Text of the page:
A core question regarding the increasing share of international trade in financial services is whether this causes banks to take more or fewer risks. We study this issue in a setting where two multinational banks engage in duopoly competition for their lending in two regional markets. Each bank affiliate can choose both the lending volume and the level of monitoring, and hence risk-taking, where the risk of bank failure is partly borne by taxpayers in the bank affiliate's host country. Governments choose minimum capital requirements to optimally solve the trade-off between higher lending volumes and consumer surplus, and the expected tax losses faced by taxpayers. In this setting we consider two types of financial integration. A reduction in the transaction costs of cross-border banking increases risk-taking by banks, harming taxpayers and potentially overall welfare. In contrast, a reduction in the costs of screening foreign firms reduces banks' risk-taking and is beneficial for consumers and taxpayers alike.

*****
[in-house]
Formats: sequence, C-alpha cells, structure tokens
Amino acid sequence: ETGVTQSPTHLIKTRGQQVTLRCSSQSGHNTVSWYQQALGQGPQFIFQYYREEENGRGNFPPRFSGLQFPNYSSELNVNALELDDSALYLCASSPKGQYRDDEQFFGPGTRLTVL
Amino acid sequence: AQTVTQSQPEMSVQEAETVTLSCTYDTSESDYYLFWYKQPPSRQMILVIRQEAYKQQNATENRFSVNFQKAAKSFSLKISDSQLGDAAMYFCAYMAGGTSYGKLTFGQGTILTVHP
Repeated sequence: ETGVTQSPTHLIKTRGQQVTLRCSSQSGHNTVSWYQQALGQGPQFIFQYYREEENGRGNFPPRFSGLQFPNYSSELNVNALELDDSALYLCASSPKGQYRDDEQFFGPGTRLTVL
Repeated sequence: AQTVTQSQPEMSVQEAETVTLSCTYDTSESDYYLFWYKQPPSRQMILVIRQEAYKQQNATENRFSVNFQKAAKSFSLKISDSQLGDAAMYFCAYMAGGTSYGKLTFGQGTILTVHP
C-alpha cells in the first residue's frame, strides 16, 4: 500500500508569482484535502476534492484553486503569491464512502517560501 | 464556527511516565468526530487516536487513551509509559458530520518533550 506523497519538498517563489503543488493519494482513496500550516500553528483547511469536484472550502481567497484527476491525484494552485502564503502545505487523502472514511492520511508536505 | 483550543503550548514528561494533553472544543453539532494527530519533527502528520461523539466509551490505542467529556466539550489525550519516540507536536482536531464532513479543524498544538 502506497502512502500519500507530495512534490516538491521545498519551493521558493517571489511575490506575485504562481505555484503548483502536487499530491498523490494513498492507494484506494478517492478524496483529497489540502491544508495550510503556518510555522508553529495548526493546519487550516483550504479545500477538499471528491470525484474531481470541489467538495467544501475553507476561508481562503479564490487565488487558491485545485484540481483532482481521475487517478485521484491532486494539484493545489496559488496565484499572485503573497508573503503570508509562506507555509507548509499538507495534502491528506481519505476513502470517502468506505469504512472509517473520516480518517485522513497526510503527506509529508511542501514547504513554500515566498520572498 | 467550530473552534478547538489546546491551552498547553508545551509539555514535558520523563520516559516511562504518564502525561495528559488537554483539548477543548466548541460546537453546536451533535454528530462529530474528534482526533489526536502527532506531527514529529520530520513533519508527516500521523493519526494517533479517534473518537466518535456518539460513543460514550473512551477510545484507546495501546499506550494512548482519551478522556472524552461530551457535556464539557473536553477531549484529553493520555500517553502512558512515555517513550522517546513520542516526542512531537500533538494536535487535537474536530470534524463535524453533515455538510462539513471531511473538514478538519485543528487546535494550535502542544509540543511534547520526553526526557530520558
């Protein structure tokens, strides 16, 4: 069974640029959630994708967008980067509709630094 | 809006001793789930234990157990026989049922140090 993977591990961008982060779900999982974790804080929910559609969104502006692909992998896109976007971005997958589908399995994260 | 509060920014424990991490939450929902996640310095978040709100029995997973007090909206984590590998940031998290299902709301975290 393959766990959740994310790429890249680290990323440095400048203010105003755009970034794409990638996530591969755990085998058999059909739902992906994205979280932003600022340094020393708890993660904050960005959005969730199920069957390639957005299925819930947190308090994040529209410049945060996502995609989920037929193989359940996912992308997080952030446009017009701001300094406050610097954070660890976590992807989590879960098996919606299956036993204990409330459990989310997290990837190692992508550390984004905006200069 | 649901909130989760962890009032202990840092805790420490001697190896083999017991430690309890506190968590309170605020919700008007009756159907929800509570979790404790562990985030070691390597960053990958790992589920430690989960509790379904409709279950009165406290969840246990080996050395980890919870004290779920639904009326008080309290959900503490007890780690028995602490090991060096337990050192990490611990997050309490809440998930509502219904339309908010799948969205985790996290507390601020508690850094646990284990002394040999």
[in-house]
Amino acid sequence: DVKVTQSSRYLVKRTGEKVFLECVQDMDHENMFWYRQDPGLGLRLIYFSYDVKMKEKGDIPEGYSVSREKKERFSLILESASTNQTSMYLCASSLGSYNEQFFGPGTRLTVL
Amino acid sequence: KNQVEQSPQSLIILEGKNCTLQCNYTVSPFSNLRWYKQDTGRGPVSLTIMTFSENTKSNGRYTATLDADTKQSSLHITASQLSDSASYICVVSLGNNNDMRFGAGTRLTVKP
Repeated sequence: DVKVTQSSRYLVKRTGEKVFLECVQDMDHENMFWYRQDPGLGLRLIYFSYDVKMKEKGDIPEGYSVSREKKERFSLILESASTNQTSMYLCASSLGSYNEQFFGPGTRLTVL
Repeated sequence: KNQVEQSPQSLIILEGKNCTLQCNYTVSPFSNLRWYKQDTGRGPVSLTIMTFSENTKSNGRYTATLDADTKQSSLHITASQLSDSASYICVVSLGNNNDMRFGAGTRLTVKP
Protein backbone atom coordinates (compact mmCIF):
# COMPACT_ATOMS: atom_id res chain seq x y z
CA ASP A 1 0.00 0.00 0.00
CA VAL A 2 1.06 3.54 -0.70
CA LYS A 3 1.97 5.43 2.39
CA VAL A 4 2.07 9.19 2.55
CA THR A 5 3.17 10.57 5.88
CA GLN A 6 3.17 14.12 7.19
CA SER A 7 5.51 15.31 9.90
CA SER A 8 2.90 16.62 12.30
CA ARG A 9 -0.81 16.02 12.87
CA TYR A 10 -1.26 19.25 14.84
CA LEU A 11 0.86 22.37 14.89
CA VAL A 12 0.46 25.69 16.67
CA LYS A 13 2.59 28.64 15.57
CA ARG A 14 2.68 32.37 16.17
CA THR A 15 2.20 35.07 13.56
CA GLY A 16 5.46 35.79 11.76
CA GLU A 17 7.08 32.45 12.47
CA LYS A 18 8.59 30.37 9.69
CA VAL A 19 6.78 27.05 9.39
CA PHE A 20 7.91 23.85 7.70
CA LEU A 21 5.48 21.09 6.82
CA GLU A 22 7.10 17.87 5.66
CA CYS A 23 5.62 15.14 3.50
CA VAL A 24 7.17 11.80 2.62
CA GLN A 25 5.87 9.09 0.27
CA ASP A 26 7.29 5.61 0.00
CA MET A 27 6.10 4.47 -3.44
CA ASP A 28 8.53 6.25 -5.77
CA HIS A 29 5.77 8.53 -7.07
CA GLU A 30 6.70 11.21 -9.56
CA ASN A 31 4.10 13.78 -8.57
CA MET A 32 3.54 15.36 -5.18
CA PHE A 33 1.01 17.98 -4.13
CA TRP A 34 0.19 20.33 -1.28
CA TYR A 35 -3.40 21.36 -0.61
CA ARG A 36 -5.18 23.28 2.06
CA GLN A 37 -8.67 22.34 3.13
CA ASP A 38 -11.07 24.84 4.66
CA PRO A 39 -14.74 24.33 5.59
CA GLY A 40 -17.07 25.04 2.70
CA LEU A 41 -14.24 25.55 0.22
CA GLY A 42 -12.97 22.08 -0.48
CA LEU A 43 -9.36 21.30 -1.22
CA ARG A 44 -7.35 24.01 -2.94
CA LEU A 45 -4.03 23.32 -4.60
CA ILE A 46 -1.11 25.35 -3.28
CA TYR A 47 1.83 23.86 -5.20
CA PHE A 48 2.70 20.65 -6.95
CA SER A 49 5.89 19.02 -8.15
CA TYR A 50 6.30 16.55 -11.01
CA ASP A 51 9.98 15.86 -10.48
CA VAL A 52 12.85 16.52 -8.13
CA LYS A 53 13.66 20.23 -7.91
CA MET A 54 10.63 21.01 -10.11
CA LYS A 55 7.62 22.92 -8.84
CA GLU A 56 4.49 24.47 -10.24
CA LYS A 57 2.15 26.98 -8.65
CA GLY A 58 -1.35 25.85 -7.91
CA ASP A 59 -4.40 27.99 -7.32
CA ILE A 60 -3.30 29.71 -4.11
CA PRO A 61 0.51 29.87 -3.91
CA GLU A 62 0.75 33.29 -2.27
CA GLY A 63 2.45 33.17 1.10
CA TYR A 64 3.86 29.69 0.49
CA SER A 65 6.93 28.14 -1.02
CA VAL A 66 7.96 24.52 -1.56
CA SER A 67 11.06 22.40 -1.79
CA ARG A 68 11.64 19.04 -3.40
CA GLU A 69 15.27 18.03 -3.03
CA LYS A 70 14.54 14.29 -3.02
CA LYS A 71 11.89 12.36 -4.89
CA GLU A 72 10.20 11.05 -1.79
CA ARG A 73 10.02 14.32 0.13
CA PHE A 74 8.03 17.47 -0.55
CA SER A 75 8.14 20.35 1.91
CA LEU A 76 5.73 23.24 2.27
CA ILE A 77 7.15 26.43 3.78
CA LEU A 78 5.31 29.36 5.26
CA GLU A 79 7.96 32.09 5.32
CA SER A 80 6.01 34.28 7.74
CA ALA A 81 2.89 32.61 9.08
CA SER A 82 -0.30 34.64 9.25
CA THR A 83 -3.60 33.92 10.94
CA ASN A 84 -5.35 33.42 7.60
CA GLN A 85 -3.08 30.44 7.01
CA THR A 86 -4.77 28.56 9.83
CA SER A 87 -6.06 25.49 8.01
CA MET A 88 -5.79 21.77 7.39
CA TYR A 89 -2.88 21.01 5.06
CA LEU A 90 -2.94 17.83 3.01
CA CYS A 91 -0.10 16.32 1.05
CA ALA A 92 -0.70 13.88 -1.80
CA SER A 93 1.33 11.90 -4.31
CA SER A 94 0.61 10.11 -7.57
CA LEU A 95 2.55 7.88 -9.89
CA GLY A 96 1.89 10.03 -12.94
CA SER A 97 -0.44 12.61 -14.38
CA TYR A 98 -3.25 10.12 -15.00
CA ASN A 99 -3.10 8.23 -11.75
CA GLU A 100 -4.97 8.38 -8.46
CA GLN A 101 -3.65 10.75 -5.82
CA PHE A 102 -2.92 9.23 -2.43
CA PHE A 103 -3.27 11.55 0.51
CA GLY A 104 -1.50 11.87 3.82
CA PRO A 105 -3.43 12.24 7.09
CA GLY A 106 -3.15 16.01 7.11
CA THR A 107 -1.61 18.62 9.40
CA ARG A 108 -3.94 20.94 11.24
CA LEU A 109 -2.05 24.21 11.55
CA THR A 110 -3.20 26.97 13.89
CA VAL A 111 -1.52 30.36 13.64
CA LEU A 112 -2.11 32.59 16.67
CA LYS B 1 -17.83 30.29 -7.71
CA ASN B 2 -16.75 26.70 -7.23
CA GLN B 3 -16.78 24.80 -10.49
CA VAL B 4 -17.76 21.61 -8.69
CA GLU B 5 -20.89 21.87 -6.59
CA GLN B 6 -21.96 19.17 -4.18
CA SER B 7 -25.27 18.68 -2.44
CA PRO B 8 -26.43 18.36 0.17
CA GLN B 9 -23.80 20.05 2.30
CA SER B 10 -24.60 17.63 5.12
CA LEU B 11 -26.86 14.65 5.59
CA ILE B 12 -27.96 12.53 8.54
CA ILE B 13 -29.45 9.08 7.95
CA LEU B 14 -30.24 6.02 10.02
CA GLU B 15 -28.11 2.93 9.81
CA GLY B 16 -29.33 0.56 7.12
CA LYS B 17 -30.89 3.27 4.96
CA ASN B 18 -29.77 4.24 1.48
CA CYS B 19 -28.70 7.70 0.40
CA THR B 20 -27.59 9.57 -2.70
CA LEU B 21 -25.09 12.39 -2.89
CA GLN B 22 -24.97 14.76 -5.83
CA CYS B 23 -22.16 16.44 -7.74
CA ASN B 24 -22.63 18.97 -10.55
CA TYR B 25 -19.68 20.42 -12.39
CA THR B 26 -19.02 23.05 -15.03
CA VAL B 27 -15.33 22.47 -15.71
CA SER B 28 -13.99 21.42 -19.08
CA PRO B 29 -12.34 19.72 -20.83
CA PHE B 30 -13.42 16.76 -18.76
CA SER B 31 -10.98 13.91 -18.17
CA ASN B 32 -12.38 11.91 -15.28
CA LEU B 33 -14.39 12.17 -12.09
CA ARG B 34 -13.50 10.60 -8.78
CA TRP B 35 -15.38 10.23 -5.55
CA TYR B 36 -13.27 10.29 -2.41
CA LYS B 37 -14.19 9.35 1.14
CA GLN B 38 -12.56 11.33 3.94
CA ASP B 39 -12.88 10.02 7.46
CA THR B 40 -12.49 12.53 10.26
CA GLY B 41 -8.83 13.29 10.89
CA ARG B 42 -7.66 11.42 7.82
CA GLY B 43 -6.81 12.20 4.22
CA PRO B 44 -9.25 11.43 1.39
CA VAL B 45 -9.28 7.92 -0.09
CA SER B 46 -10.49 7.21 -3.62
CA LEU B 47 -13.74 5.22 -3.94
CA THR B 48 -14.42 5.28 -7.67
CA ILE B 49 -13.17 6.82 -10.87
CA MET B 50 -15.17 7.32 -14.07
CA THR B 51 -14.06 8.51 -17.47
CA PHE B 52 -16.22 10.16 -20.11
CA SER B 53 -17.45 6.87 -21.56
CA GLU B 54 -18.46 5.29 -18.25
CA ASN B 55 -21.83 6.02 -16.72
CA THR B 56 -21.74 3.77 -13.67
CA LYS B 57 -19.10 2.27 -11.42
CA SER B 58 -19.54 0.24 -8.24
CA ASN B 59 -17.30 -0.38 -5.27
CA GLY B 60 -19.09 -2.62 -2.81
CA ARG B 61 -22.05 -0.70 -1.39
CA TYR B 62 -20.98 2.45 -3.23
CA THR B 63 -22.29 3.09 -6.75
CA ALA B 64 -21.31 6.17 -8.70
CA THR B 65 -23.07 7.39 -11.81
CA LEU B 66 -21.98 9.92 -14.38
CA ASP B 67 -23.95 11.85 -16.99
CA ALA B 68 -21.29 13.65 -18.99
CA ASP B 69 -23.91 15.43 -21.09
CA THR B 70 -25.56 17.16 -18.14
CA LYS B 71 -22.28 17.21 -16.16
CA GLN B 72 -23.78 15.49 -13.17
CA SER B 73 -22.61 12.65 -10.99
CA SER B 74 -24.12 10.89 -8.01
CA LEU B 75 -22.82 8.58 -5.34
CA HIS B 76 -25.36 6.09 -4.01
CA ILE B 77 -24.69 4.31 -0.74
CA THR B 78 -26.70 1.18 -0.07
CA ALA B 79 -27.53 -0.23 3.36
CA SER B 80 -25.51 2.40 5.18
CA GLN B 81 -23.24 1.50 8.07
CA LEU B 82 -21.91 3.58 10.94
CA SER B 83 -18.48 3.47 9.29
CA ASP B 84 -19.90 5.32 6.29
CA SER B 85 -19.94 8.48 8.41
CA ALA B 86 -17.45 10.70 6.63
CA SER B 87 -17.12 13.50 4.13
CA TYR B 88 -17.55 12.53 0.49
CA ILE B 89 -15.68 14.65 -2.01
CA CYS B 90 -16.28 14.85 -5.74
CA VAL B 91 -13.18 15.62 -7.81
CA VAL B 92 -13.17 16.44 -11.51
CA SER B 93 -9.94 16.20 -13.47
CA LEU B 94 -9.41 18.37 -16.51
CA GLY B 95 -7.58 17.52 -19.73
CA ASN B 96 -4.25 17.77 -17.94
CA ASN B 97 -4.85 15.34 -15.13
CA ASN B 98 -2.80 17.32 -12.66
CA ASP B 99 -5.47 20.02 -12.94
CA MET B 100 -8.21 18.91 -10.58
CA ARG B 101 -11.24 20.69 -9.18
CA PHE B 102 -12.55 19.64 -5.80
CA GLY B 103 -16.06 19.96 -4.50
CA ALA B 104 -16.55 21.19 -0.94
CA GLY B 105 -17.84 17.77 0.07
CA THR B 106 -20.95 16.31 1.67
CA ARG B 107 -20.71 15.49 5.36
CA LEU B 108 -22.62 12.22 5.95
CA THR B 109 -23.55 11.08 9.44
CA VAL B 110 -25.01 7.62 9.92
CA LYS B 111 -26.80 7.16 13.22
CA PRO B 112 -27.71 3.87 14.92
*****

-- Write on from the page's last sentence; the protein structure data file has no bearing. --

|Journal||Canadian Journal of Economics|
|Publication status||Accepted/In press - 8 Oct 2020|
- financial integration
- multinational banks
- capital regulation